VOB stands for verification of benefits. All treatment providers must verify coverage and figures specific to each plan before they can give you an accurate estimate on what your out of pocket expenses will be, if any. This can be hard to do, and it is important to know that they are doing there best to estimate.
Not a Guarantee of Benefits
If you have every called your insurance company before to find out information about your policy, you’ve heard the representative say, on a recorded line, “this is not a guarantee of benefits.” It is their standard disclaimer, because their main job is not to provide benefits to their customers, but to increase profits for their shareholders. There is plenty of evidence in history to support this, including recent court cases and even ongoing lawsuits with different insurers.
That being said, treatment centers will usually do their absolute best to help you get the maximum amount of coverage from your policy to help reduce your out of pocket costs.
The Components of a VOB
On pretty much every insurance card there is a Group Number and a Member ID. The card usually also says whether it is a PPO, EPO or HMO plan. When a VOB is done they verify what type of plan it is. PPO stands for Preferred Provider Organization, which is a policy that allows people to see providers in network as well as out of network, though the benefits of in vs. out are likely different. An HMO is a Health Maintenance Organization, where there are only in-network benefits, with the exception of emergencies. An EPO is an Exclusive Provider Organization, which is in between an HMO and PPO. It provides for a few more out of network options for a bit more choice, but is not quite as open and is less expensive than a PPO.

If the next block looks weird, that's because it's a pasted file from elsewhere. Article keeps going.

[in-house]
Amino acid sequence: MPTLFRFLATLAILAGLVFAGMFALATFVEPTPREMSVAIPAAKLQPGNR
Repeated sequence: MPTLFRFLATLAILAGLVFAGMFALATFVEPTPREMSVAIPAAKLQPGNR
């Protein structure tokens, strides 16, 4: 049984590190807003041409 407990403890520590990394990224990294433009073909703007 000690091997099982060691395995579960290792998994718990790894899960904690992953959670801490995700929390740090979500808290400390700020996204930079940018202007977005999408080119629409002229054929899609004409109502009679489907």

Each plan will have an indicated deductible. There is usually one for in network coverage as well as an out of network deductible. The in network deductible is typically lower since the providers agree to accept lower fees for the services they offer. Deductibles can be anywhere from a few hundred dollars to $10,000 or more. A deductible must be met before the insurance carrier pays for any of the claims filed, and they ensure this by withholding the amount of money that is equal.
The next part of coverage that is verified is the percentage of coinsurance. For example, the plan may pay for 80% of the agreed upon amount for in network coverage, and 60% of the allowed amount for out of network coverage. The reason for the difference is to force more patients into in network providers and to force more providers to agree to lower fee schedules, which isn’t a bad thing. In some cases, out of network coverage can be very costly to insurance companies, which is why they try to push as many people and providers in network as possible.
Another major point of verification is the out of pocket maximum (OOP max). This means that once a person has paid up to a designated amount for healthcare that year, the insurance plan should then cover 100% of the agreed upon charges. The OOP max can be anywhere from $5,000 to $25,000 per year, and also vary for in network and out of network.
Keep in mind that the deductibles, coinsurance amounts and oop max amounts not only apply to in network and out of network coverage, but they also have individual vs. family amounts. For example, an the deductible might be $3,500 per person and $9,000 per family. This means that if someone else in the family had to use benefits already during the year and met the family deductible, then the remaining individual deductibles are considered met. The same goes for oop max.
Many policies now have accreditation requirements for higher levels of care and out of state treatment. This means that if you find a program in another state that you like that it may need to be accredited by The Joint Commission or CARF in order to use your benefits there. This would be in addition to their sate license to operate.